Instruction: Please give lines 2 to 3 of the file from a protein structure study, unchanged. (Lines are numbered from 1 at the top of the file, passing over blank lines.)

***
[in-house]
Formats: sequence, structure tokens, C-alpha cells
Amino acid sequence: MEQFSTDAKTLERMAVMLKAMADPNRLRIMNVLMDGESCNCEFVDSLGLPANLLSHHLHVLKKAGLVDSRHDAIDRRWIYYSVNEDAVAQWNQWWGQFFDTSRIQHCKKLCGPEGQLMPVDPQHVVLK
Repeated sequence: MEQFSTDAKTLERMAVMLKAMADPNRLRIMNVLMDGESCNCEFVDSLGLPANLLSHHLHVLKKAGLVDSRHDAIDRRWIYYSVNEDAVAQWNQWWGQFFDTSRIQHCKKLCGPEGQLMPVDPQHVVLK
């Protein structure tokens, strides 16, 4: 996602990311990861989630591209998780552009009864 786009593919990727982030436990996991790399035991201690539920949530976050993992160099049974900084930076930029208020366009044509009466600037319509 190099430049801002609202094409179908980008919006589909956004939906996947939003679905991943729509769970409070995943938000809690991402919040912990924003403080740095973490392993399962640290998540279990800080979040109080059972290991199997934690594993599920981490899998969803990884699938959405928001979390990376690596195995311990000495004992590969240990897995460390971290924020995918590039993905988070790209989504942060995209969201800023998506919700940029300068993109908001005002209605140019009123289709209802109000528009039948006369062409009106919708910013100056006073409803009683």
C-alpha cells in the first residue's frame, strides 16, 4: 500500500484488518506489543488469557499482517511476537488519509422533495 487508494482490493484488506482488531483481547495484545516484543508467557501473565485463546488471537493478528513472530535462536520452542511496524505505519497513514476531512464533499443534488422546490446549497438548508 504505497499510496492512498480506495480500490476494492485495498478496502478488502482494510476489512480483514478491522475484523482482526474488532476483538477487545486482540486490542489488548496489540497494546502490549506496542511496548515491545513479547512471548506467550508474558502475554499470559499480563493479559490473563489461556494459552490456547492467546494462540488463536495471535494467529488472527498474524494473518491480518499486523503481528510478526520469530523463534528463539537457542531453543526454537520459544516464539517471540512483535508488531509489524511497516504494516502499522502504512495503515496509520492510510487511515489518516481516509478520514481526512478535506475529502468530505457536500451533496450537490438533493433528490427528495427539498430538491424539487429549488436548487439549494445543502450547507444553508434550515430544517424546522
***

Formats: sequence, structure tokens, C-alpha cells
Amino acid sequence: MEQFSTDAKTLERMAVMLKAMADPNRLRIMNVLMDGESCNCEFVDSLGLPANLLSHHLHVLKKAGLVDSRHDAIDRRWIYYSVNEDAVAQWNQWWGQFFDTSRIQHCKKLCGPEGQLMPVDPQHVVLK